A Toledo police officer who investigates domestic violence cases found herself in front of a judge yesterday after she was accused of hitting her husband several times in the face and head and biting him.
Officer Sonya Newton-Butler, who has been with the department nearly 12 years, was charged with misdemeanor domestic violence after the incident Tuesday involving her husband, Paul Butler, at their South Toledo home.
Chief Mike Navarre said the couple were arguing when the incident occurred. Mr. Butler alleged his wife hit him with her hands and bit him on the leg, causing minor injuries. Court records indicate there were visible injuries on his body.
Chief Navarre said Ms. Newton-Butler has alleged that she was assaulted by her husband. However, he said, she did not exhibit any physical signs of injury. No charges have been filed against Mr. Butler.
"Our job in investigating these types of incidents is to determine who the primary aggressor was," the chief said.
"In this case, Sgt. [George] Kral determined Officer Newton-Butler was the primary aggressor and the appropriate charges were filed. She was treated like any other citizen would have been treated."
Mr. Butler, 46, reported the incident to a supervisor at the Scott Park district police station on Nebraska Avenue.
After police interviewed both individuals, they issued a warrant charging the 42-year-old officer.
She appeared yesterday with her attorney, Jay Feldstein, before Toledo Municipal Court Judge Gene Zmuda, who released her on her own recognizance.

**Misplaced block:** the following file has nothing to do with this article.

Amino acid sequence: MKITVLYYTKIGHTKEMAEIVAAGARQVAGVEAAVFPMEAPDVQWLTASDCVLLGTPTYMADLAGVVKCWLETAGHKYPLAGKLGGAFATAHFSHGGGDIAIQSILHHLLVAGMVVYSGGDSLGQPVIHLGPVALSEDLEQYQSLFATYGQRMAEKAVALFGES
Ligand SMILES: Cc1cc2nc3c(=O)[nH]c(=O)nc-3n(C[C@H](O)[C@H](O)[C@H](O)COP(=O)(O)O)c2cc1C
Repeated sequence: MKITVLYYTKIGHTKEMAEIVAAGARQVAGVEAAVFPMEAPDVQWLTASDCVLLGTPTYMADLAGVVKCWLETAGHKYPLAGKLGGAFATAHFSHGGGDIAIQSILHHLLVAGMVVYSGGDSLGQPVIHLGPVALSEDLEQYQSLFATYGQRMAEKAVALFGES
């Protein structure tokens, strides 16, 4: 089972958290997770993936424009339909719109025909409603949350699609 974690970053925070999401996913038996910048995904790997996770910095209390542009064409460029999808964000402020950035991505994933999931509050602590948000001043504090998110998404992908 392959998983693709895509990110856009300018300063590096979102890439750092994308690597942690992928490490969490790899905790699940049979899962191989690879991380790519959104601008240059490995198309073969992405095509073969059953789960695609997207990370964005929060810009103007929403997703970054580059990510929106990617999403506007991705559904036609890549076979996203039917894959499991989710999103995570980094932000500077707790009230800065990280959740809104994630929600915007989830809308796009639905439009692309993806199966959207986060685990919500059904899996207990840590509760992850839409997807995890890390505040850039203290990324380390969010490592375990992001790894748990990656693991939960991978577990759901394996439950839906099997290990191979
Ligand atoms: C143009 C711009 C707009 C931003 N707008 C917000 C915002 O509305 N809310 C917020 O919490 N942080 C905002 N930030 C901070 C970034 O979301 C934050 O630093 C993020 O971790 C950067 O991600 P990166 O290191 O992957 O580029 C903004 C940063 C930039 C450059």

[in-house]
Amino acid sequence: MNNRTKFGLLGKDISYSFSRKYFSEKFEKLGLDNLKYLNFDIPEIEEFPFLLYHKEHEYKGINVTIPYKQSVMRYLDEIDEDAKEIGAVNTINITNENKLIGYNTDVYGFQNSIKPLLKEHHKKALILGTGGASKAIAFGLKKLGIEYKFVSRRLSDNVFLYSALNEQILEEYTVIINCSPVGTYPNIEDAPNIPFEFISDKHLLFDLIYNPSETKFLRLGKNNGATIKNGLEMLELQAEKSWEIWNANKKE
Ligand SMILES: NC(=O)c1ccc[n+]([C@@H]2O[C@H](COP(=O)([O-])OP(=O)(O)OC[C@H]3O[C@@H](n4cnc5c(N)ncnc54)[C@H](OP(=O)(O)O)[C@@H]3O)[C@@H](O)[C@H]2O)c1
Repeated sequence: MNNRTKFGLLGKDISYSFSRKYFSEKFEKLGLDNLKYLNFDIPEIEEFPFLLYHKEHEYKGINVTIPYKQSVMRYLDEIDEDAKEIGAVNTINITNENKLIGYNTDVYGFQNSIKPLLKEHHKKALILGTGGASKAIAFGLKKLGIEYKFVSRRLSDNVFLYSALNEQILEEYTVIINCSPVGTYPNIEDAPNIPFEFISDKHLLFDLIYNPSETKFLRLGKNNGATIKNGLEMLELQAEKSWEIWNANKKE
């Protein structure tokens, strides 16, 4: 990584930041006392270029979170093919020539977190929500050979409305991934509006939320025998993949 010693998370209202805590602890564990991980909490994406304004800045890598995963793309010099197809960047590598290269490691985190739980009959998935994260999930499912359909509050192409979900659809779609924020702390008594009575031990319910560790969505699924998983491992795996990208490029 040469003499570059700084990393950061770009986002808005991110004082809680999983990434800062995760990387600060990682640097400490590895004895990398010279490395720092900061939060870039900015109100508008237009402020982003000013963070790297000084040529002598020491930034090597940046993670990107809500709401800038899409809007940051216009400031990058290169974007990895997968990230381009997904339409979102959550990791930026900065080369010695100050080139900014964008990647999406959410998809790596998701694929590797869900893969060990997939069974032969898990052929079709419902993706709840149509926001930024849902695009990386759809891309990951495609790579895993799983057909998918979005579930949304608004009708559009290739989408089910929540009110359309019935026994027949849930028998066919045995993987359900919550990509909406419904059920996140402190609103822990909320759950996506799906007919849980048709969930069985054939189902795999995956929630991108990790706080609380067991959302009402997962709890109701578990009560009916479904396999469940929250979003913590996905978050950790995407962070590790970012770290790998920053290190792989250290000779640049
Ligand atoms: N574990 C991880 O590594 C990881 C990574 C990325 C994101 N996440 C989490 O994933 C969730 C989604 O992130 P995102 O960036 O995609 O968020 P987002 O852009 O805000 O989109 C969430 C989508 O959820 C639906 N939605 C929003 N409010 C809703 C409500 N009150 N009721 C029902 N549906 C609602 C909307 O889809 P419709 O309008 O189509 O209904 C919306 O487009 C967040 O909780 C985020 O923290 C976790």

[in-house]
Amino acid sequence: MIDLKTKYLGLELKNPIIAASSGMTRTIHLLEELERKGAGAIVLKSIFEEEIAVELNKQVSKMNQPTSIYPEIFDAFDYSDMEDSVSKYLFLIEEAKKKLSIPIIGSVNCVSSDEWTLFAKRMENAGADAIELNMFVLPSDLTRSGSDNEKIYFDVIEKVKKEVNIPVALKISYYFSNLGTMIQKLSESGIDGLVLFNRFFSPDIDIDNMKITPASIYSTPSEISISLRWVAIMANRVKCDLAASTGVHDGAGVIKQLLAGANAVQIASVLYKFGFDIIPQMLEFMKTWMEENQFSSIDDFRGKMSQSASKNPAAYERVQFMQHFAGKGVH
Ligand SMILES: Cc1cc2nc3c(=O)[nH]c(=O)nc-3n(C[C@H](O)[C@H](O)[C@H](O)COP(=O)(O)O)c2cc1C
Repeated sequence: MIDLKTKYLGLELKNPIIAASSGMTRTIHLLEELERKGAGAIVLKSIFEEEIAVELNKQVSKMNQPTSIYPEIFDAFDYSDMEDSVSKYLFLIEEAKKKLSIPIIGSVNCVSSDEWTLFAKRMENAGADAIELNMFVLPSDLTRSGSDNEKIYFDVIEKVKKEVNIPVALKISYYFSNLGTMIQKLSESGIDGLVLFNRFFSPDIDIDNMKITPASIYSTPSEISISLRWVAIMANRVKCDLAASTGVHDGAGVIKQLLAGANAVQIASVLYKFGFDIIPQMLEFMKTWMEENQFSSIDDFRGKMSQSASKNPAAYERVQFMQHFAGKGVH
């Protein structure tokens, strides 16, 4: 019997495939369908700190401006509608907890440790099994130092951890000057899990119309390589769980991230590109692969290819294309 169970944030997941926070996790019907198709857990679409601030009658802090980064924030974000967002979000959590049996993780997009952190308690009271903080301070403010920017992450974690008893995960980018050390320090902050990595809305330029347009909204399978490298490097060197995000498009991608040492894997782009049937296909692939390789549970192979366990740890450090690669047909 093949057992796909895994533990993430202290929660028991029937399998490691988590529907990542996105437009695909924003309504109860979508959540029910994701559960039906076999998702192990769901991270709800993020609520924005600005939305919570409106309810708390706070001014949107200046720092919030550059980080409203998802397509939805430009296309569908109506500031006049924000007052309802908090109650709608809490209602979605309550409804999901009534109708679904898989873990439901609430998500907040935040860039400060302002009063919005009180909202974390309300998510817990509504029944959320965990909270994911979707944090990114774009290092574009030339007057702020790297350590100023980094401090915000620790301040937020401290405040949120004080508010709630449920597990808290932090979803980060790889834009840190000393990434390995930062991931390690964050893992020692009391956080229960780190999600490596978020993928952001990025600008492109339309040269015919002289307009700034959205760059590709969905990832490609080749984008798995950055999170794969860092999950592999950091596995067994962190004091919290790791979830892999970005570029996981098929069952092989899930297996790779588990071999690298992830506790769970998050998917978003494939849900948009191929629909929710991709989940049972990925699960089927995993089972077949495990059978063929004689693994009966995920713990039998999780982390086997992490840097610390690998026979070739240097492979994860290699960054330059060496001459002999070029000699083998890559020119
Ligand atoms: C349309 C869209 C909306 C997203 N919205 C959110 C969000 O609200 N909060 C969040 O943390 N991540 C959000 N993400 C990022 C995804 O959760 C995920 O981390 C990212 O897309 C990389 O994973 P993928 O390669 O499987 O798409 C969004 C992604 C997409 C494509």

She was ordered to have no contact with her husband of seven years, with whom she has a child.
Judge Zmuda granted permission to have a police crew accompany her to her home to remove her clothing, according to court records.
The case was continued until Tuesday for arraign-
ment and a temporary protection order hearing. An administrative investigation also is being conducted.
Mr. Feldstein said he and his client are declining comment given that there is a pending hearing and administrative investigation.
Gary Burks, first vice president of the Toledo Police Patrolman's Association, also declined comment. Mr. Butler could not be reached.
Ms. Newton-Butler has been a domestic violence officer since 1996. She has been on medical leave for at least several weeks.
A decision on whether to reassign her from the domestic violence unit will be made when the department learns she is returning to work, Chief Navarre said.
"It's disturbing when any officer, regardless of their assignment, is accused of misconduct," he said. "The incident that occurred at her residence had no correlation to her assignment in the police department."
The officer designed the Hands Are Not For Hitting program for preschoolers and has numerous letters of appreciation and thanks in her personnel file.
Chief Navarre said officers are human and they make mistakes.
"You deal with the mistakes and you move on, and we're appropriately dealing with them," he said.
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